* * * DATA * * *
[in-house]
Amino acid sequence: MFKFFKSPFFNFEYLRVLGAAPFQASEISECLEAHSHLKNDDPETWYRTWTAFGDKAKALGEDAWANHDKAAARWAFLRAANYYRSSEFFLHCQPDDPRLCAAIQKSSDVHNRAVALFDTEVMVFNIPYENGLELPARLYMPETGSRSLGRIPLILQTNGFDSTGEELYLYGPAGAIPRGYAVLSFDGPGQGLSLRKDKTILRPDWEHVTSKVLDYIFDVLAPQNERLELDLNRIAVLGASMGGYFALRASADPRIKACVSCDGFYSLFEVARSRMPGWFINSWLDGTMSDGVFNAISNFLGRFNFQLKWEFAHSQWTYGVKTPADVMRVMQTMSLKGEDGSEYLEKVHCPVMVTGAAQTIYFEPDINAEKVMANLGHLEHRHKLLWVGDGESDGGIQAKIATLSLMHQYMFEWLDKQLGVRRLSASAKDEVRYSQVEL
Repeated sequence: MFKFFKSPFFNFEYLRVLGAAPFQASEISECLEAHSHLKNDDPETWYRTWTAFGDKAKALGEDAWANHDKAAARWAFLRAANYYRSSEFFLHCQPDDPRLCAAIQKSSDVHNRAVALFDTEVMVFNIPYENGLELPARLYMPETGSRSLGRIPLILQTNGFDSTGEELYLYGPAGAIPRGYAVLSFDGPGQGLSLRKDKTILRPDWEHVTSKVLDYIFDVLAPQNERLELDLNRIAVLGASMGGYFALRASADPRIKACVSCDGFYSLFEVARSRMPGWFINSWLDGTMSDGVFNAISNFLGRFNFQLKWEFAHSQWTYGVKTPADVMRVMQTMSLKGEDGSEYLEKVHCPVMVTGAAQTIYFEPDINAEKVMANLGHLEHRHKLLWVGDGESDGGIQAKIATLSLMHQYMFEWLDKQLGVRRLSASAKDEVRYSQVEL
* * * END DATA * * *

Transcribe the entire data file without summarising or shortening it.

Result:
[in-house]
Amino acid sequence: MFKFFKSPFFNFEYLRVLGAAPFQASEISECLEAHSHLKNDDPETWYRTWTAFGDKAKALGEDAWANHDKAAARWAFLRAANYYRSSEFFLHCQPDDPRLCAAIQKSSDVHNRAVALFDTEVMVFNIPYENGLELPARLYMPETGSRSLGRIPLILQTNGFDSTGEELYLYGPAGAIPRGYAVLSFDGPGQGLSLRKDKTILRPDWEHVTSKVLDYIFDVLAPQNERLELDLNRIAVLGASMGGYFALRASADPRIKACVSCDGFYSLFEVARSRMPGWFINSWLDGTMSDGVFNAISNFLGRFNFQLKWEFAHSQWTYGVKTPADVMRVMQTMSLKGEDGSEYLEKVHCPVMVTGAAQTIYFEPDINAEKVMANLGHLEHRHKLLWVGDGESDGGIQAKIATLSLMHQYMFEWLDKQLGVRRLSASAKDEVRYSQVEL
Repeated sequence: MFKFFKSPFFNFEYLRVLGAAPFQASEISECLEAHSHLKNDDPETWYRTWTAFGDKAKALGEDAWANHDKAAARWAFLRAANYYRSSEFFLHCQPDDPRLCAAIQKSSDVHNRAVALFDTEVMVFNIPYENGLELPARLYMPETGSRSLGRIPLILQTNGFDSTGEELYLYGPAGAIPRGYAVLSFDGPGQGLSLRKDKTILRPDWEHVTSKVLDYIFDVLAPQNERLELDLNRIAVLGASMGGYFALRASADPRIKACVSCDGFYSLFEVARSRMPGWFINSWLDGTMSDGVFNAISNFLGRFNFQLKWEFAHSQWTYGVKTPADVMRVMQTMSLKGEDGSEYLEKVHCPVMVTGAAQTIYFEPDINAEKVMANLGHLEHRHKLLWVGDGESDGGIQAKIATLSLMHQYMFEWLDKQLGVRRLSASAKDEVRYSQVEL